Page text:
Your language will differ depending on your organization, the initiative, and the donor. However, it covers all of the points mentioned in the framework.
Pro Tip: Many times, someone's official name will be on a donation, but they will go by a nickname.
If you know the nickname, you should have the official name typed in, but cross it out in handwriting and put in their nickname.
This makes it clear that even though the donation came in from their official name, they're not just a number to you.
You know that they like going by Jake or JP instead of Jacob.
This small touch can make a huge difference.
People are asked for money consistently by a variety of groups.
One of the reasons they forego donations is because they don't understand if their donation has a real impact.
"Am I just paying for administrative costs?"
While every organization needs volunteers and staff, donors often want to know how the organization is furthering their mission with your group.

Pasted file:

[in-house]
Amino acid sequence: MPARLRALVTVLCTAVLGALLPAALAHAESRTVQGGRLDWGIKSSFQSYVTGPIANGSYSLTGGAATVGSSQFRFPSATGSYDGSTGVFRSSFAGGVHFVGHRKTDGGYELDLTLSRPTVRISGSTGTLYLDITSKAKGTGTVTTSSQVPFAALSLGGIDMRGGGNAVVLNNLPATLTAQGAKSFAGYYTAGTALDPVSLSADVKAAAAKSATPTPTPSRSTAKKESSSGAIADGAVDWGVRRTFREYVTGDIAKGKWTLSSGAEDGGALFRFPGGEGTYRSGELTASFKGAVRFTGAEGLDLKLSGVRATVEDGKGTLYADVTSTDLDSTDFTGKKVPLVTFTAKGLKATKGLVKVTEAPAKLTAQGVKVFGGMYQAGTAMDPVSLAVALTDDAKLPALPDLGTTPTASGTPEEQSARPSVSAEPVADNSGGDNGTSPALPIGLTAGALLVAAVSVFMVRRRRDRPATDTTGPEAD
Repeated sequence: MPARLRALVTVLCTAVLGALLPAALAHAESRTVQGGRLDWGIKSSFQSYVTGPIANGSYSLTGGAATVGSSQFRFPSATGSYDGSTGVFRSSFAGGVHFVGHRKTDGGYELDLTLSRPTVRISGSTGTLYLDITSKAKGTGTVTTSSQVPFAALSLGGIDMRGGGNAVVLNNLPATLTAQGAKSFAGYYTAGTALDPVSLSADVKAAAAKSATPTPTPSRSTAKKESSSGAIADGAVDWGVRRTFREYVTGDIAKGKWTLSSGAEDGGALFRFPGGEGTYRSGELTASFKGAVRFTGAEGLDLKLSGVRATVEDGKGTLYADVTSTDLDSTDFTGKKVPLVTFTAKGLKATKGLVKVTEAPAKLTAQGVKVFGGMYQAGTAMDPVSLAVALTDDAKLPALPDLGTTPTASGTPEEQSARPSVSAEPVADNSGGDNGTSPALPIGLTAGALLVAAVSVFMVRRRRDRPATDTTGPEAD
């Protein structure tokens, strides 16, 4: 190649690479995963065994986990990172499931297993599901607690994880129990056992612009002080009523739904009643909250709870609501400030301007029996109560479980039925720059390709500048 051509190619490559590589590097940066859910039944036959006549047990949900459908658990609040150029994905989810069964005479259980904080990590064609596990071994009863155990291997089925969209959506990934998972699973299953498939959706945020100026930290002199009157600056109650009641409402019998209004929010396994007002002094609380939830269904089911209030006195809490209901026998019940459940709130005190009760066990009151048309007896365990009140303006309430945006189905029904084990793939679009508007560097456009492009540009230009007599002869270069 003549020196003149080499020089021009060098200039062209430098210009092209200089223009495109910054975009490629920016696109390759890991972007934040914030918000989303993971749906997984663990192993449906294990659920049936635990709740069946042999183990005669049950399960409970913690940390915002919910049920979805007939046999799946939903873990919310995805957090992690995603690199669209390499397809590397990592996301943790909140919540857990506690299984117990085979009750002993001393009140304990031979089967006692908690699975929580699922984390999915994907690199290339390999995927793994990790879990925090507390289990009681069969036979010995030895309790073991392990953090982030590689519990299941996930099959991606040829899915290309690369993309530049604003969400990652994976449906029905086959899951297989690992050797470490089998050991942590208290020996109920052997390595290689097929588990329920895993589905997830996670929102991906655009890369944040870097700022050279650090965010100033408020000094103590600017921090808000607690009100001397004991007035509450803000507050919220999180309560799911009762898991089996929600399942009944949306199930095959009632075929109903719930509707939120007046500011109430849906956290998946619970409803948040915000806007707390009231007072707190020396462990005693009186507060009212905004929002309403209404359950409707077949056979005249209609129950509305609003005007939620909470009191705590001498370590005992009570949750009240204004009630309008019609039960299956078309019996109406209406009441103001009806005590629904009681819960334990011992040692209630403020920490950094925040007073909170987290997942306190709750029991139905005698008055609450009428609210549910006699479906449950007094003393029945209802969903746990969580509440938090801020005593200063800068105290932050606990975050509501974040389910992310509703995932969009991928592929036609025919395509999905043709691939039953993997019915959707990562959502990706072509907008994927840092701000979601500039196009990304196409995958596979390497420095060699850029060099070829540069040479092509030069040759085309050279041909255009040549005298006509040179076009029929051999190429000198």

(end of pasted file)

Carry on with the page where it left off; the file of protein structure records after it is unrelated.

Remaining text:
The impact story helps explain the value of their gift.
It is essentially a narrative of how donations like theirs helped in a specific way.
This can be helping a person, successfully advocating for an issue, or anything else tied to your mission statement.
For example, if you are a Humane Society, you could talk about a specific animal you helped give a good home.
Or a family who was made better by an animal adopted from the organization.
It should be very detailed where someone understands the perfect example of how the organization accomplishes the mission.
For an advocacy organization, you likely know the cost of an advertisement or the cost of collecting a petition signature.
You could divide their contribution by that cost and say "your contribution helped us collect 10 more signatures."
With the impact story, you're painting a picture for the donor so they more clearly understand why giving to your organization matters.
The closing gives you the opportunity to add further personalization if you know the donor personally.